If you wish for a simpler DAW, Traverso is an alternative to Ardour. Unlike Ardour, which makes heavy use of Jack connections, Traverso's interface is cleaner, more self-contained, and more straightforward; simply providing the ability to record and mix audio. If you are uncomfortable with the extensive featureset of Ardour, Traverso may be more useful. Like Ardour, Traverso is specific to digital audio; this program also does not do MIDI.
If you're interested in MIDI, two more DAWs exist with sequencer features.
The one I prefer is Rosegarden. Rosegarden is considered by those who don't know to be a music typesetting program; this is because one of its music management modes allows you to create music using standard sheet music notation. However, make no mistake, the program can then play said notation every bit as well as the more-common piano roll layout, which is also available with the program. In addition, notation added in one of the layouts will show up on the other, so you can fine-tune your music as desired.
Like Ardour, Rosegarden can be a little much for a light job or two, or very difficult to pick up within the first week or so. Additionally, the interface can be a little distracting, and those who do not understand sheet notation might find the sheet notation editor a little daunting. For those who want a simpler, cleaner MIDI player without all the extra bells, whistles, and kitchen sink, the QTractor Sequencer/DAW is available. This program has a simpler interface, and only uses a piano roll for note editing and entry.
Keep in mind that both Rosegarden and QTractor are not just sequence editors; they are also DAWs in their own right, as they do have the ability to host digital audio tracks in addition to the MIDI sequence tracks.
Step 3: Filters and Samplers and Synths, Oh My!
Devices or programs that can modify existing sounds are known as filters, and they can perform a wide spectrum of tasks, for a wide range of purposes. If you want to add ambience to sounds, a little reverb can come in handy (just don't use too much). If you want the whole to be louder without passing the clipping point, compression is the way to go. If everything's too soft, amplification is for you. Want to make a robot? You'll probably be using a comb's filter, phaser, or a flanger before long.
In Linux, three primary technologies exist for plugins. The first, the "Linux Audio Developer's Simple Plugin API," commonly referred to as "LADSPA," is the first attempt at creating a linux-compatible plugin standard for modification of audio. The standard does not include things like meters or fancy frontends; the plugins generally consist of a collection of sliders, buttons, and combo boxes.
Because of this simplicity, work on the second version of the standard, called "LADSPA version 2," or "LV2" came to being. This standard includes the missing elements from the first, and the plugins look better for the effort. However, sometimes, all you want are a few sliders and/or buttons, so the 1st version will also work for our needs. See the images for examples of the differences in appearance between LADSPA (v1) and Lv2 (LADSPA v2) versions of the same plugin; you will notice that there is some variance, but that the Lv2 plugin looks much nicer, and provides a lot more information.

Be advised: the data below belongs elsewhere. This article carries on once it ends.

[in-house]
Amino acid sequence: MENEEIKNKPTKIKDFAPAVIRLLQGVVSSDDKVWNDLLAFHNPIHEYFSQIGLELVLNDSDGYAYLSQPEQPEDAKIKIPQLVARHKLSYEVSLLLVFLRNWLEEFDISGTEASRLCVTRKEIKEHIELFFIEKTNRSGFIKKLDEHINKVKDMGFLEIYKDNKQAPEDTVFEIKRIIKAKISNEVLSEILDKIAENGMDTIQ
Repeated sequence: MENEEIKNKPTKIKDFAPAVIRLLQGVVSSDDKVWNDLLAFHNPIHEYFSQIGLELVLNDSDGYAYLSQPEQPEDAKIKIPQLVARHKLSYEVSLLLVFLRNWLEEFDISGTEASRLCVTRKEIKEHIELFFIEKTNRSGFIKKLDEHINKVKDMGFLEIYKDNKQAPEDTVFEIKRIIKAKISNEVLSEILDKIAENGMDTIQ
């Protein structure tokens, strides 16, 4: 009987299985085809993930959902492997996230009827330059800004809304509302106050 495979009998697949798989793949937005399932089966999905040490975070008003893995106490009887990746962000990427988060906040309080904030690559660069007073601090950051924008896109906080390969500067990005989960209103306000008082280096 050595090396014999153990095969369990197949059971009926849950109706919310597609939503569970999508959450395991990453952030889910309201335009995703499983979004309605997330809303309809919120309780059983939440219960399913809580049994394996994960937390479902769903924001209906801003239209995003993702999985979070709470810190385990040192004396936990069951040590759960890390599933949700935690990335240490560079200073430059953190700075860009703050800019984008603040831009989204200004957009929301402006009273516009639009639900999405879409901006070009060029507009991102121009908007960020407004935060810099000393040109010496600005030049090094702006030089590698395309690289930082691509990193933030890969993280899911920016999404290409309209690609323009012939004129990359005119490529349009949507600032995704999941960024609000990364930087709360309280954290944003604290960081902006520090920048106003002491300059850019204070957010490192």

In Windows, the standard has been Steinberg's Virtual Studio Technology for a long time. In Linux, these plugins are available through various interfaces, and most of the DAW programs can find and use these plugins with little or no hassle. In fact, there are tools available that can run VST plugins as standalone, Jack-compatible applications, meaning they can be applied like any other Jack app... I personally tend to use "DSSI-VST" to launch them.
Devices or programs that can create sound come in two flavors: Synthesizers and samplers.
Samplers are programs or devices that can import (or record) an external audio source, and then use that recorded sample as an instrument for MIDI. In Linux, the LinuxSampler server (and its "Fantasia" frontend program), as well as the various soundfont applications (such as FluidSynth and its QSynth frontend) can provide a wide range of sounds, although the former only has limited support for the Akai and DLS standards (it was originally designed for Gigasampler format), and some support for latter are somewhat limited by the soundfont standard.
Synthesizers are mathematical in nature; they do not use any recorded samples; the waveform is directly manipulated to produce the sounds desired from a synth. Because of this process, synths tend to be much more flexible, and can easily create more technical sounds than can be performed with a sampler (except insofar as the sampler records a sample of a synthesized waveform). By far, the most common standalone (non-plugin) synth available in Linux is the excellent ZynAddSubFX synth. This synthesizer actually has three different internal synthesis engines that can be used, either by themselves, or together to make some complex waveforms.
The examples of samplers and synthesizers mentioned so far are standalone. These do not even come close to the number of plugin synths and samplers available in DSSI and VSTi formats.
Step 4: Who's the Master? Jamin!
This program is Jamin.
Jamin is primarily a filter that includes couple amplifiers, an 1024-band, hand-drawn parabolic equalizer with shelves (which is linked to a less-complex 30-band slider EQ), three bandpass filters (lowpass, highpass, midpass), three compressors (one for each bandpass), three stereo panners, a warmth booster, a limiter, and a delay for those times when the filters need to be bypassed for comparison.
The way this works: